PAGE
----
When you have multiple developers working on a project, having a style guide is important to ensure that your source code is written in a consistent manner. As the old adage goes, developers spend more time reading code than they do writing it. Ensuring that your code is easy to read is an essential step towards making system maintenance as easy as possible.

Obviously, there are many different ways to structure your code and many different rules and patterns that you can adopt. I have my preferences. Some people might agree with these preferences, others might not. The important part of defining a coding standard is defining a common set of rules that works with your team. People need to know the expectation of how they should write code, otherwise, arguments and frustrations will entail. Below lists my personal recommended style guide that I apply to all projects that I oversee. You might not like all my ideas so feel free to use the bits that work for you. The inspiration for these styles comes from a few different sources, tools like Resharper, and Books like Code Complete, Refactoring, and The Clean Coder to name a few.

Classes & Class Names

  • Class names are written in Pascal case, e.g. MyClass
  • Acronyms should be treated as written as whole words, e.g. JsonFormatter, rather than JSFormatter
  • One class per file. The only reason to use inner classes is to manage global project resources, e.g. static read-only.
  • Comments should be placed on a separate line. Ensure there is a space between the comment and the delimiter.

Method Names

  • Name written in Pascal case, e.g. MyMethod()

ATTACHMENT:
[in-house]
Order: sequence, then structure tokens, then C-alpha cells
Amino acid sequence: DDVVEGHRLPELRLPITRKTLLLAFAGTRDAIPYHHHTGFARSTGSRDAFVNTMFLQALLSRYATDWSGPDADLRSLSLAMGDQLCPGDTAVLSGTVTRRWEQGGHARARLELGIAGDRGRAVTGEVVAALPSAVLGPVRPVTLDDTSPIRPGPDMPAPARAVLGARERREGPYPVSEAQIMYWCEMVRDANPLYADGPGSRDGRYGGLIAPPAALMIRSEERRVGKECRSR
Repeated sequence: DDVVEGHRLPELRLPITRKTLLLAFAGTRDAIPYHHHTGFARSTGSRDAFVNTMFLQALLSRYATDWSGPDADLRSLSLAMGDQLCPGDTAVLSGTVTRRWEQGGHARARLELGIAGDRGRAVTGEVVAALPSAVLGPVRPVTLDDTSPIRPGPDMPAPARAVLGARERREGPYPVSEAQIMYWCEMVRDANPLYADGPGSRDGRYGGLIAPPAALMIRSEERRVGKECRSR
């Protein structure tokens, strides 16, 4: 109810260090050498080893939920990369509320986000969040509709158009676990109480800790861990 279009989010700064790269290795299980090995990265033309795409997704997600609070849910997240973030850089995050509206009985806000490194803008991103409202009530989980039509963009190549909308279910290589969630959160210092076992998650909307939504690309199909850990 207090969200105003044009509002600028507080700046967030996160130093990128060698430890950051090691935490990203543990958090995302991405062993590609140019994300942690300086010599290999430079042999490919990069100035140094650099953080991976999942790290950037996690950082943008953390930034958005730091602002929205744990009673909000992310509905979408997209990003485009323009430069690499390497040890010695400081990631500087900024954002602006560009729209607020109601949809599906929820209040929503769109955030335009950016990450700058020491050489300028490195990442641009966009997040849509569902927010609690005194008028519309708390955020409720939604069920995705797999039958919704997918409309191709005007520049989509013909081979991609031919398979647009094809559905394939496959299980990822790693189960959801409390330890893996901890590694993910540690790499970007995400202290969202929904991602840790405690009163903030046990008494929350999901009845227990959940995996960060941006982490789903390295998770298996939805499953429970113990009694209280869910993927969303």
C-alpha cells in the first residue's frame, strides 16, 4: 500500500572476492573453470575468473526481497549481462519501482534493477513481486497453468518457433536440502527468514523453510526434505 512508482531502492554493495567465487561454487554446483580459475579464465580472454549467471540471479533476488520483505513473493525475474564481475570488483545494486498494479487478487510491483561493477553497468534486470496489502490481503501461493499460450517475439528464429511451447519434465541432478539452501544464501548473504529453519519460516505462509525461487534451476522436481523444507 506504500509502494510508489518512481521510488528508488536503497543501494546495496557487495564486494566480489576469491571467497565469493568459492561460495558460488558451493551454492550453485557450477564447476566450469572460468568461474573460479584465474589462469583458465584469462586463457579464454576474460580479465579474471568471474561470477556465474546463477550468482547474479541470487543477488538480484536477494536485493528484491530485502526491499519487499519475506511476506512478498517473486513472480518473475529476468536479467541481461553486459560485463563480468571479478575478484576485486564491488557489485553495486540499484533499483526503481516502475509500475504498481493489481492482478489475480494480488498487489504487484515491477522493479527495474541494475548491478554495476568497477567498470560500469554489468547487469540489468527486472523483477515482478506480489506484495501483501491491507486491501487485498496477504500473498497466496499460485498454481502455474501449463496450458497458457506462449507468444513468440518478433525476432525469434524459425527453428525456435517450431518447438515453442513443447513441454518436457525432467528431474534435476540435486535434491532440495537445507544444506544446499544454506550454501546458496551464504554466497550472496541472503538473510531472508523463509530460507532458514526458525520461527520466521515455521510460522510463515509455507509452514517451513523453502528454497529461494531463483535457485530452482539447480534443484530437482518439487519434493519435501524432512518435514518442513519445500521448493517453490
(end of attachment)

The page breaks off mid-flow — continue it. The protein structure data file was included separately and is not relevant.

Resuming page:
• Having more than one return statement in a method is acceptable, however, if possible try to keep each method with only one return statement.

Interface Names

  • Prefixed with an I, e.g. IMyInterface, otherwise, written in Pascal case.


Name written in Pascal case, e.g. CompanyName.Website


  • All non-static fields should be written in camel case.  
  • Denote a private field with an underscore.
  • I HATE code that uses this to refer to fields.  
  • Fields should always be declared with access level modifier, e.g. public, private, internal, etc...
  • Avoid _ to reference private variables
  • All fields should be declared on a new line, e.g.

Rather than:

  • Use var to declare variables as it makes refactoring a lot simpler
  • Do not use the type name within the name, AccountType is good, enumAccountType is bad.


  • Name written in Pascal case, e.g. MyProperty { get; set; }


  • Indentation should be done using tabs
  • Do not commit code with white space. use a tool to auto-remove it


  • Each brace is placed on a new line.  
  • If an if/else is written on one line, it's acceptable to not use braces in these instances. Less code is easier to maintain e.g.


Switch Statements

  • Use the default case to throw an invalidation operation if not required to ensure you spot bugs early.


Comments should be used to describe why the code has been written a certain way.  Comments can easily become obsolete and forgotten, so unless your comment is describing something that the code alone can't explain, don't use them.  Well-designed classes and good naming conventions should mean comments aren't needed.


Unless you're writing a public-facing API these are the biggest waste of time.  They always become out of date quickly and in 99% of the cases, all they do is mimic the same information as the method signature.  If it doesn't add value, don't do it. Use swagger instead.

Commented Out Code

Do not check in commented out code just in case it is needed later. Old commented-out code just adds bloat to your code.  If it's not being used and it's not needed you should delete it.  The code will still be in source control history.  


Don't allow dead spaces in your source code, as it makes merging harder.  Make sure all developers have a visual studio extension installed to remove dead space automatically.

That concludes my rules. Happy Coding 🤘